The Saint Anselm Crier

DiSalvo and Levesque respond to Trump’s controversial DACA repeal

Karoline Leavitte, Crier Staff

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A recent controversy regarding President Trump’s administration could potentially impact the lives and futures of Saint Anselm’s very own students.

In early September, the Attorney General of the United States, Jeff Sessions, announced the administration would dismantle the Deferred Action for Childhood Arrivals program. More commonly referred to as DACA; the Obama-era bill protects young, undocumented immigrants brought illegally to the United States by their parents. Many of those young people are now students, enrolled at colleges and universities from coast to coast. The rollback of DACA would mean the deportation of them all. It would also mean the end of their education here in the U.S.

In recognizing that reality, during his State of the College address in early September, President DiSalvo vowed that Saint Anselm would fully support any student who may be affected by the potential repeal of DACA. And while President Trump has most recently backtracked his claim to deport thousands of “dreamers,” DiSalvo and his team are still providing students with resources to deal with this ongoing issue.

It is unknown to the Crier if, and how many, Saint Anselm students are undocumented immigrants who are currently protected by DACA. Nevertheless, President DiSalvo, along with his Chief of Staff Neil Levesque, and Chief Diversity Officer Dr. Ande Diaz, wasted no time planning their first initiative to help students anyway.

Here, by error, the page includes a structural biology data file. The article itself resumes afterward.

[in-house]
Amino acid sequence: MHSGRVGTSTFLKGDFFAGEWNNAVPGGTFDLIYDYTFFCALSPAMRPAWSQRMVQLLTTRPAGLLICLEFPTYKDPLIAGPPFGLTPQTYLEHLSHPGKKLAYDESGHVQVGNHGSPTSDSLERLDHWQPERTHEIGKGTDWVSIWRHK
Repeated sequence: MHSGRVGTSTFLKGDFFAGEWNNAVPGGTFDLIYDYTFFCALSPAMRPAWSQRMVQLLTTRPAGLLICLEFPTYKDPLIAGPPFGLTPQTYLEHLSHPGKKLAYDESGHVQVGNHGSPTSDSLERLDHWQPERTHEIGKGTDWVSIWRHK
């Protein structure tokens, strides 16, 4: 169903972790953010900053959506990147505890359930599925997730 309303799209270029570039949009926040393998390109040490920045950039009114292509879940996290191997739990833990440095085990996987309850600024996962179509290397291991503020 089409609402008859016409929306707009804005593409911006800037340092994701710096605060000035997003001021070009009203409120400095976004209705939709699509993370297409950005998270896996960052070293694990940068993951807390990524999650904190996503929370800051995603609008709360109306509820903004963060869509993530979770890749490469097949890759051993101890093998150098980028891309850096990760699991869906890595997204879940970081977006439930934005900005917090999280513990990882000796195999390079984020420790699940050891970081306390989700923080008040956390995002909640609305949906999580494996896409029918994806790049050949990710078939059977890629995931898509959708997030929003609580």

“Whether there are or are not students on campus affected by DACA, there could be. Therefore, the President decided to offer and work on a series of initiatives that would help students who may or may not be affected by DACA learn and start the conversation regarding immigration and citizenship,” Levesque stated to the Crier last week.

In order to facilitate those necessary conversations here on the Hilltop, DiSalvo and Levesque contacted caseworks who practice immigration law. Staff from the offices of Senator Jeanne Shaheen and Senator Maggie Hassan were at the New Hampshire Institute of Politics on September 25th and 29th to privately meet with students.

The caseworkers served as helpful resources to vital information, as the laws regarding the president’s proposal to end DACA are quite complicated. Levesque said, “The problem with the President’s recent decision on DACA is that it opens up a whole range of unanswered questions for human beings who have lived in this country for many, many years. So, what you have with a human being affected by DACA is a person who wants to abide by the law, but at this point, it is so ambiguous, it creates great anxiety and fear.”

It is those fears which Dr. DiSalvo and his team hope to alleviate from the minds and hearts of students. In speaking of his counterpart, Levesque added, “Dr. DiSalvo has decided to open up and extend as many resources as possible here that may be utilized or even a friend or family member that might help answer some questions and help start the process towards citizenship.”

The administration is also interested in extending its resources to other students in the area. Levesque said they do have plans to reach out to other colleges in New Hampshire, such as UNH.

Yet their ultimate goal remains clear: to help any Anselmian during this time by “providing opportunities for frank, open conversations,” about an issue that for some, could greatly impact the rest of their lives.

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DiSalvo and Levesque respond to Trump’s controversial DACA repeal